So in the examples above:

- “Fruit” and “Fruits” gives 100% score as the full word “Fruit” is the longest common substring and
- “Listen” and “Silent” gives 1/3 , as two characters (”en”) out of six are common

Depending on your use case, you can also compute the ratio using the maximum length from both strings:

- Using minimum length: A score of 100% means that one of the two strings is completely included in the other.
- Using maximum length: A score of 100% is possible only when the two strings are exactly the same.

Here is a python implementation of this method using difflib:

```
from difflib import SequenceMatcher
def longest_common_substring(s1: str, s2: str) -> str:
"""Computes the longest common substring of s1 and s2"""
seq_matcher = SequenceMatcher(isjunk=None, a=s1, b=s2)
match = seq_matcher.find_longest_match(0, len(s1), 0, len(s2))
if match.size:
return s1[match.a : match.a + match.size]
else:
return ""
def longest_common_substring_percentage(s1 : str, s2 : str) -> float:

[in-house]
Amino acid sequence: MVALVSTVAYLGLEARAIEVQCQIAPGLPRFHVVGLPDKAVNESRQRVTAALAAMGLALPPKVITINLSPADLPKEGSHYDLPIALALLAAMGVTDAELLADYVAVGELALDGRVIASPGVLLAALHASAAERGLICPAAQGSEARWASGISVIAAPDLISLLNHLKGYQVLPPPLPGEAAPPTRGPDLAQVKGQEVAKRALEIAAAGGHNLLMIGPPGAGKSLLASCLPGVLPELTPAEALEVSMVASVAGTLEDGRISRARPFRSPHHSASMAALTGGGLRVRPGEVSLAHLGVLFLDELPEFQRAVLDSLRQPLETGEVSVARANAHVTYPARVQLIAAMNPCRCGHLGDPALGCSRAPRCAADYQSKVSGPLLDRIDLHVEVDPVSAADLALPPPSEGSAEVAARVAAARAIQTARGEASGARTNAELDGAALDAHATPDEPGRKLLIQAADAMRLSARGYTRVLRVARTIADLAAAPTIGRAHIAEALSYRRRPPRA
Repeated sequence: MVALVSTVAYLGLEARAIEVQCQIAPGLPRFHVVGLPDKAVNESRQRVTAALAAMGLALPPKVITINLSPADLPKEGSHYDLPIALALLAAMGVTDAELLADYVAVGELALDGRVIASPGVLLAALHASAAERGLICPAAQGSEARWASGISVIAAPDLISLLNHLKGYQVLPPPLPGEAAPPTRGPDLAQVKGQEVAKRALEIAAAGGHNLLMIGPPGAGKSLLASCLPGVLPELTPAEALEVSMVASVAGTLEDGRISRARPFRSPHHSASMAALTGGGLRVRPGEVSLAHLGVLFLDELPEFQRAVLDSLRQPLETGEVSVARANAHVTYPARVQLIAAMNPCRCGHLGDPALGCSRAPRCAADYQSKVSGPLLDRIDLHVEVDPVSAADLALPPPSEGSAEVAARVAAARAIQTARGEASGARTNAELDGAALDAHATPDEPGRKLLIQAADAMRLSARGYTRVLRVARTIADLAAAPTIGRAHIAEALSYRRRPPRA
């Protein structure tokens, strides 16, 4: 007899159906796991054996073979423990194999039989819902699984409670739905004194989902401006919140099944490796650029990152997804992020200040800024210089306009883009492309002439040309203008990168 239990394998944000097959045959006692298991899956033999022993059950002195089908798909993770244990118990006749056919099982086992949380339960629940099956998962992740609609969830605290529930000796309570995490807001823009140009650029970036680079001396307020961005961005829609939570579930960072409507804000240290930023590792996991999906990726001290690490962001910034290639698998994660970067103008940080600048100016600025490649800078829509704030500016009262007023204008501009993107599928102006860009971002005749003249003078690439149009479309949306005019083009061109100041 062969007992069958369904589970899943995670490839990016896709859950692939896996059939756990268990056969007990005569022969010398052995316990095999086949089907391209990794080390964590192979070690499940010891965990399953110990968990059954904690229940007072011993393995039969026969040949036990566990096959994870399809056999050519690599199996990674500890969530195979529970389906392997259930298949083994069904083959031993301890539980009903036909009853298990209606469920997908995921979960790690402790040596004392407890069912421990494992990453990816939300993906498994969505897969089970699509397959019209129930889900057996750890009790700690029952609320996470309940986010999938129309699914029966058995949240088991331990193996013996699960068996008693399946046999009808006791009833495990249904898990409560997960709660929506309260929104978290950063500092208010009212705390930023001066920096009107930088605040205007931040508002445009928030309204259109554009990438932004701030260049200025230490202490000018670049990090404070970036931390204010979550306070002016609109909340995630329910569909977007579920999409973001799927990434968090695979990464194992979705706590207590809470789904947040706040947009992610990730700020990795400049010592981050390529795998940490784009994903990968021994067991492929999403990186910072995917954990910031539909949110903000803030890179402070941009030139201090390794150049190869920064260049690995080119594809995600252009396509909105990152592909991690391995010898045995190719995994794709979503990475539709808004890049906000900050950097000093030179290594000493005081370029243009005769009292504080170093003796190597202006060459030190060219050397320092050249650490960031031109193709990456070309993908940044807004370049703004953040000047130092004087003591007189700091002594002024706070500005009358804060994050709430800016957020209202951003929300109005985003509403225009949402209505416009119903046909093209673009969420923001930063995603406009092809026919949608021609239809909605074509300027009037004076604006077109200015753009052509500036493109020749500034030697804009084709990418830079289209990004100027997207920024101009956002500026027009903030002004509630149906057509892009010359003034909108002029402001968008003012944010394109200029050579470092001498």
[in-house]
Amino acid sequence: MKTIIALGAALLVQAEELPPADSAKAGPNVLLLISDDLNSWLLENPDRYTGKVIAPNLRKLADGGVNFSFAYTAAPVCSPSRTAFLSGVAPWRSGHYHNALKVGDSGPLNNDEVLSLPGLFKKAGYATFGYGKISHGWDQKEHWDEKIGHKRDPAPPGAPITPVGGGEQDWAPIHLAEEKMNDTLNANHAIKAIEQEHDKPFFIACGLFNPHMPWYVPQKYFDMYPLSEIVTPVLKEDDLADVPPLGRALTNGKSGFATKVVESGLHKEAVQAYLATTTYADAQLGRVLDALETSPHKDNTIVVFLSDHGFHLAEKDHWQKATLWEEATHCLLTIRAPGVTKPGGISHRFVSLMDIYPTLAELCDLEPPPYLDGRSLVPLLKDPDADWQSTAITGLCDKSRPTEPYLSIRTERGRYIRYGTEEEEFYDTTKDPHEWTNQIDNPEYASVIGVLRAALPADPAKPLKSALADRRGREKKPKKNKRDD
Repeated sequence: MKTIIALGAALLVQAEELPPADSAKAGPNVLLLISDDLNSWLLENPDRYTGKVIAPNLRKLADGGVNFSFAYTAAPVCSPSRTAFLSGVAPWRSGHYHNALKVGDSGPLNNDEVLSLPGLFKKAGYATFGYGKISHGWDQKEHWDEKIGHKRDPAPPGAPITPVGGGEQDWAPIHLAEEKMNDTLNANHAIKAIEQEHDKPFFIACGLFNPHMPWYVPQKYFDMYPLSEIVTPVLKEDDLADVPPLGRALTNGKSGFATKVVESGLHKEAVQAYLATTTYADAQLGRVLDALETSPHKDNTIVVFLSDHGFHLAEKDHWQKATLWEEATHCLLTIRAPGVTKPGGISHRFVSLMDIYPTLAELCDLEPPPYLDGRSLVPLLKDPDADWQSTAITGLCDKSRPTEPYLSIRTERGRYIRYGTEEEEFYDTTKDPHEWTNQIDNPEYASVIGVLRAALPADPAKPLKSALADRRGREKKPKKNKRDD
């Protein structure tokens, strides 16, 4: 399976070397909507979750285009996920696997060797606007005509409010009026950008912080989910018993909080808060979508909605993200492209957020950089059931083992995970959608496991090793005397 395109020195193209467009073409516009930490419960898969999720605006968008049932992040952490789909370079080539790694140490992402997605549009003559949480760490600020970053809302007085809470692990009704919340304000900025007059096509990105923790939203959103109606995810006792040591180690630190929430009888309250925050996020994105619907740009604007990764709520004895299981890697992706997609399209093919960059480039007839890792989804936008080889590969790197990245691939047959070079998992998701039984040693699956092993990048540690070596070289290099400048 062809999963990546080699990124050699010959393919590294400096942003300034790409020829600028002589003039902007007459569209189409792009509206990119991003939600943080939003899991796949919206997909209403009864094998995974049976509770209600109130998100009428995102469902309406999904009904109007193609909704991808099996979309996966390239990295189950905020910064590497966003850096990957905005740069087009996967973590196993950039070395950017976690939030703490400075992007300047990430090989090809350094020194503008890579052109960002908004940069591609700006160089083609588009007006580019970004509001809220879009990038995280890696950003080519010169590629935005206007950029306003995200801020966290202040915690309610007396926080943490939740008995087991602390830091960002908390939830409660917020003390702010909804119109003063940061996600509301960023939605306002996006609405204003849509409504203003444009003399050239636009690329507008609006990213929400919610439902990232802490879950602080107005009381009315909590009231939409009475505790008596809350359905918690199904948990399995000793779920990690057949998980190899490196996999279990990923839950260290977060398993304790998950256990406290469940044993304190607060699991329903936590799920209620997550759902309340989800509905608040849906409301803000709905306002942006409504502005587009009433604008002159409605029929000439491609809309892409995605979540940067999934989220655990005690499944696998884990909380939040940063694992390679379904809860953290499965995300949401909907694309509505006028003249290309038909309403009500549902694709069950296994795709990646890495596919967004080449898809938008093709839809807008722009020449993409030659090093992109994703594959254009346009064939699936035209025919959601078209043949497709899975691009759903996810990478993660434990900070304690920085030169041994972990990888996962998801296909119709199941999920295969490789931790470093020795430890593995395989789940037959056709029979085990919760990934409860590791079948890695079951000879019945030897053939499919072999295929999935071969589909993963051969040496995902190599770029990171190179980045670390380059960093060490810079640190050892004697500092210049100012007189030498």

"""Computes the longest common substring percentage of s1 and s2"""
assert min(len(s1), len(s2)) > 0, "One of the given string is empty"
return len(longest_common_substring(s1, s2))/min(len(s1), len(s2))
```

However what happens if I want to compare “goodbye” and “goozbye”? Well, the longest common substring is “goo” so the similarity would be 3/7 which is very low given that only one character differs.

Pros:

- Take the character ordering into account

Cons:

- Not easy to implement from scratch
- Don’t take typo errors into account

## Levenshtein similarity

The Levenshtein distance is based on the minimum number of modifications to apply to a string to match another one.

The Levenshtein distance is a particular case of the EDIT distance. The generic EDIT distance allows you to define a weight for each type of modification to apply on the strings although the Levenshtein distance has a weight of 1 for all of them.

So in the examples above:

- “Fruit” and “Fruits” gives an 80% score as one error is introduced by ‘s’ out of five characters for the smallest word, hence 1-(1/5) being 80%
- “Listen” and “Silent” gives 33% as the minimal number of operations to make them match is 4 with two replacement needed, one insertion and one deletion, hence 1-(4/6) being 33%

The EDIT distance gives more flexibility because it’s possible to fine-tune the weights in order to fit your problem better.